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1 This review provides a comprehensive overview of important transcription factors and DNA-binding proteins described for the virulent bacterium Francisella tularensis, the causative agent of tularemia. + 9138 word(s) 9138 2020-11-10 07:03:55 |
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Spidlova, P.; Stojkova, P.; Sjöstedt, A.; Stulik, J. Francisella Tularensis Virulence. Encyclopedia. Available online: (accessed on 16 June 2024).
Spidlova P, Stojkova P, Sjöstedt A, Stulik J. Francisella Tularensis Virulence. Encyclopedia. Available at: Accessed June 16, 2024.
Spidlova, Petra, Pavla Stojkova, Anders Sjöstedt, Jiri Stulik. "Francisella Tularensis Virulence" Encyclopedia, (accessed June 16, 2024).
Spidlova, P., Stojkova, P., Sjöstedt, A., & Stulik, J. (2020, November 23). Francisella Tularensis Virulence. In Encyclopedia.
Spidlova, Petra, et al. "Francisella Tularensis Virulence." Encyclopedia. Web. 23 November, 2020.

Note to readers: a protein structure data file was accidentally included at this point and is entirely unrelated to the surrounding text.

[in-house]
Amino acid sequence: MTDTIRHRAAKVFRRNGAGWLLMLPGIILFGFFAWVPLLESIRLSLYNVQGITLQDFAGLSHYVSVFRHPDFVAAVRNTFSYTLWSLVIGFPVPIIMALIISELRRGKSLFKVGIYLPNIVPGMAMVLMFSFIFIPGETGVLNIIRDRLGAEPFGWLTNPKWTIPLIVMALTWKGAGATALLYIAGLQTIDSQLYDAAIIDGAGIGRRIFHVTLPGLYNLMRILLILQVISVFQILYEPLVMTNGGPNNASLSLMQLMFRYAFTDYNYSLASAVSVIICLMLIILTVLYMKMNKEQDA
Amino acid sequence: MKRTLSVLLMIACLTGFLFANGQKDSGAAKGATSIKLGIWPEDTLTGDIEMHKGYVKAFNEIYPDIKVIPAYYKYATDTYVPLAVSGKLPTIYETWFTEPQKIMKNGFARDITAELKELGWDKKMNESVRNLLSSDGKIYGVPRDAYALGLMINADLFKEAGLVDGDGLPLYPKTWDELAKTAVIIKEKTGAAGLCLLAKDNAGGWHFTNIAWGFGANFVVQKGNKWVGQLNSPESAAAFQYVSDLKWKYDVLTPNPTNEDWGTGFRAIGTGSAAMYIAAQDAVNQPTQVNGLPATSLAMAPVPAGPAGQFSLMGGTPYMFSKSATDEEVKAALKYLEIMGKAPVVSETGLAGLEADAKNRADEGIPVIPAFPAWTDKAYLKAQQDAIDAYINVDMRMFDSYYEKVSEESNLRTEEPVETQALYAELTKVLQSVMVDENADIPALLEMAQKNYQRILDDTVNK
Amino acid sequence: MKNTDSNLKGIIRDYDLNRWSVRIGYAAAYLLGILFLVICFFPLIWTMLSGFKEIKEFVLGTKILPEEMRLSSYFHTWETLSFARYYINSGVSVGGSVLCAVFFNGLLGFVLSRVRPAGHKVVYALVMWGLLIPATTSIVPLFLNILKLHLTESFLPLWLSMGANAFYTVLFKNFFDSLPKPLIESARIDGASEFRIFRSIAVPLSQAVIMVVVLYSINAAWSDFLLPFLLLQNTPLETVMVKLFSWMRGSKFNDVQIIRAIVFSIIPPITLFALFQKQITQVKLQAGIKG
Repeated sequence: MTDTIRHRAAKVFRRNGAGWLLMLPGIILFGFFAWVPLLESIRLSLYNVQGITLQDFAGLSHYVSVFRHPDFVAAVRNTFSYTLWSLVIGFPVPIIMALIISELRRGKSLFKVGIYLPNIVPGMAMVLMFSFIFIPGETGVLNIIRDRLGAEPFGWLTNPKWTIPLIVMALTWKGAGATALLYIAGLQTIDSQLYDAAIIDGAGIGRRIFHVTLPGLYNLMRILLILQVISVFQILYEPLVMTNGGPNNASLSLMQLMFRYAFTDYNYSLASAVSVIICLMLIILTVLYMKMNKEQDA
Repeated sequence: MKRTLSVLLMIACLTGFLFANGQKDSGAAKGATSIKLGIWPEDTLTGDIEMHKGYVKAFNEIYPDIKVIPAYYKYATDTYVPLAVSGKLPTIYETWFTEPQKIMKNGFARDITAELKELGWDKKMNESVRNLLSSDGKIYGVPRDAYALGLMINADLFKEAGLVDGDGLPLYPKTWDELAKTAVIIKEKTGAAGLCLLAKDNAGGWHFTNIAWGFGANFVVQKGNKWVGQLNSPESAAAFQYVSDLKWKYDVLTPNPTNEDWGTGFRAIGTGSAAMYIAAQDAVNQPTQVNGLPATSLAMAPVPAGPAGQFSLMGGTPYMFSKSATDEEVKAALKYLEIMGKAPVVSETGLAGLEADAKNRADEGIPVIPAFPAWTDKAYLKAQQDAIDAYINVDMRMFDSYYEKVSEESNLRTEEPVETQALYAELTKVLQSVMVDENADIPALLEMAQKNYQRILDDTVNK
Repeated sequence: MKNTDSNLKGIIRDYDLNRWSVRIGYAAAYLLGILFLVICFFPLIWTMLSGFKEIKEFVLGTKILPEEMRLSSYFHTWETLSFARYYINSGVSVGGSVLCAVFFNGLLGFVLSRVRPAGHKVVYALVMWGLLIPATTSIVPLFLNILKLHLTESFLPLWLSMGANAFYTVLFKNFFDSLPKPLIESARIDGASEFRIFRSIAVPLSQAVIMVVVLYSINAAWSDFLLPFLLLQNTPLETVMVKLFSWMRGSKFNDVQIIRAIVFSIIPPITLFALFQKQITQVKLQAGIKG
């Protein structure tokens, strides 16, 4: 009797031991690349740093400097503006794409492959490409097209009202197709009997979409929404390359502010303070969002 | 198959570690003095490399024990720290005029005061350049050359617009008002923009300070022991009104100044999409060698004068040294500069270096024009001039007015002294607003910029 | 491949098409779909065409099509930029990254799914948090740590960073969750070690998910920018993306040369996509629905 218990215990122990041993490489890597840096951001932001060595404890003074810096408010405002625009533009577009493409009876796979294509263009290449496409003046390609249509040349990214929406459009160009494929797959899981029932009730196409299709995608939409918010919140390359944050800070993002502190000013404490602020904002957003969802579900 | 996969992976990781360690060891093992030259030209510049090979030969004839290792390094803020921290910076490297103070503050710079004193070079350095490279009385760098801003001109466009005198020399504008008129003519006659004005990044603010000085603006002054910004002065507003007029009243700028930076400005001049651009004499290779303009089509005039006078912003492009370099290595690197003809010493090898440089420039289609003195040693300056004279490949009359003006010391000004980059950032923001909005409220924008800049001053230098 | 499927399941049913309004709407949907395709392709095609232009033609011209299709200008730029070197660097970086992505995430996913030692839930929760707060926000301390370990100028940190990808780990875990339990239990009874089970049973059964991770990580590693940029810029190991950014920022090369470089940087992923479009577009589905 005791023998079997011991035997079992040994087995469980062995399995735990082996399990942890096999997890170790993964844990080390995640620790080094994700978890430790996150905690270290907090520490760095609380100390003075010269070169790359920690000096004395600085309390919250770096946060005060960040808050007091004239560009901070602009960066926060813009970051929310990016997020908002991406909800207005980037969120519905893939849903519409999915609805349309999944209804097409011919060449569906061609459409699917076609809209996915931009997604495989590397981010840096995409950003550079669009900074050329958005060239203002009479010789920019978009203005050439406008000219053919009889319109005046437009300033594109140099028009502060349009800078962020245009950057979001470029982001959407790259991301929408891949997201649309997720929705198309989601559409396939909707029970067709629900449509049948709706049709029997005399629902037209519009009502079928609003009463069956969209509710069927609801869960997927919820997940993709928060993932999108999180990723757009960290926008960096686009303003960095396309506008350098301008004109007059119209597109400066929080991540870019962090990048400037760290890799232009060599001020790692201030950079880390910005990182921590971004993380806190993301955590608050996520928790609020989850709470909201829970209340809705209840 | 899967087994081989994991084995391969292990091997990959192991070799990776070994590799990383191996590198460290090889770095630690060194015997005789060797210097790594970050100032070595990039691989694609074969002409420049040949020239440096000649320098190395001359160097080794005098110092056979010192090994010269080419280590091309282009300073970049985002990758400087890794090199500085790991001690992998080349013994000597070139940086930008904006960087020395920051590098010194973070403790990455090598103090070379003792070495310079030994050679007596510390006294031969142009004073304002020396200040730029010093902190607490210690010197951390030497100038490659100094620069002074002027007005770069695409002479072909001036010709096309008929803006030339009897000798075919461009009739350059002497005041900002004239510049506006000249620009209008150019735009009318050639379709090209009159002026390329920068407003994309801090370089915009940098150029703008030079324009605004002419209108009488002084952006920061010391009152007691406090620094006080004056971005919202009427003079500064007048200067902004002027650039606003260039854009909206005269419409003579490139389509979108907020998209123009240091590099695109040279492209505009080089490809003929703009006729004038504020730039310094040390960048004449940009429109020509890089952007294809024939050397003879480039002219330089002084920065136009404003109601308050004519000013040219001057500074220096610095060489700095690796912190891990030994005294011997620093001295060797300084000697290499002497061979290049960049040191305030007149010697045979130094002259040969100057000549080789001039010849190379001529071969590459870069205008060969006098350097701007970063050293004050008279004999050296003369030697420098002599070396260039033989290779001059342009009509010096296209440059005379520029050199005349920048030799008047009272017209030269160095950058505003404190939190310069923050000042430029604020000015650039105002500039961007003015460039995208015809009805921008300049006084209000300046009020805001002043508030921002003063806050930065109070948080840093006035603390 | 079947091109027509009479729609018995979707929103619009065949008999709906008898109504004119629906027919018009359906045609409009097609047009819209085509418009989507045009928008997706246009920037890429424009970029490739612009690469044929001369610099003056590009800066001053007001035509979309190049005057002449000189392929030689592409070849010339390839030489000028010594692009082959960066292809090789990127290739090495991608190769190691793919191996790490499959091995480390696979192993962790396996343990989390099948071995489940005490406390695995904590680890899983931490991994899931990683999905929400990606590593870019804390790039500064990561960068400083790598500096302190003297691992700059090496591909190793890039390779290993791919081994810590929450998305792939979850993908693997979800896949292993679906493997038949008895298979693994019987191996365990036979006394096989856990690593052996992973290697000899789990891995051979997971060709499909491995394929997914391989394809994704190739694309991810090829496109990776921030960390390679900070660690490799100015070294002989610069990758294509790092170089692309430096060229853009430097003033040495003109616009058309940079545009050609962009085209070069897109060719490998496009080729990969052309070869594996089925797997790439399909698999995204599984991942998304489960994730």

Francisella Tularensis Virulence

Regulation of gene transcription is the initial step in the complex process that controls gene expression within bacteria. Transcriptional control involves the joint effort of RNA polymerases and numerous other regulatory factors. Whether global or local, positive or negative, regulators play an essential role in the bacterial cell. For instance, some regulators specifically modify the transcription of virulence genes, thereby being indispensable to pathogenic bacteria. Here, we provide a comprehensive overview of important transcription factors and DNA-binding proteins described for the virulent bacterium Francisella tularensis, the causative agent of tularemia. This is an unexplored research area, and the poorly described networks of transcription factors merit additional experimental studies to help elucidate the molecular mechanisms of pathogenesis in this bacterium, and how they contribute to disease.

Francisella virulence transcription factor pathogenesis gene regulation

1. Introduction